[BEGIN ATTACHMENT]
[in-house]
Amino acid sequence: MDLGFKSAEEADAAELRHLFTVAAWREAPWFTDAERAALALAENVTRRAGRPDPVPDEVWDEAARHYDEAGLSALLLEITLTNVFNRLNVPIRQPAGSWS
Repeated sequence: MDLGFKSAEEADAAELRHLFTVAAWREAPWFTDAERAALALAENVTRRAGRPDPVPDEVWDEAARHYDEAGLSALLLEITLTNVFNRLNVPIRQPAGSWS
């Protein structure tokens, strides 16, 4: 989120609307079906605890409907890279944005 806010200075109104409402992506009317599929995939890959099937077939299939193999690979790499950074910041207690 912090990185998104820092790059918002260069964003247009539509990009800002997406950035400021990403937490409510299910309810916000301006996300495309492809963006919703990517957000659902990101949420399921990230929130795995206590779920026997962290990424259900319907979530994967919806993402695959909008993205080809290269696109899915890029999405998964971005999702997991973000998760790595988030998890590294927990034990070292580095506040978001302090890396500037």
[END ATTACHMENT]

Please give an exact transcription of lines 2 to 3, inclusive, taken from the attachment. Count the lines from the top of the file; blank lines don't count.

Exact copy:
Amino acid sequence: MDLGFKSAEEADAAELRHLFTVAAWREAPWFTDAERAALALAENVTRRAGRPDPVPDEVWDEAARHYDEAGLSALLLEITLTNVFNRLNVPIRQPAGSWS
Repeated sequence: MDLGFKSAEEADAAELRHLFTVAAWREAPWFTDAERAALALAENVTRRAGRPDPVPDEVWDEAARHYDEAGLSALLLEITLTNVFNRLNVPIRQPAGSWS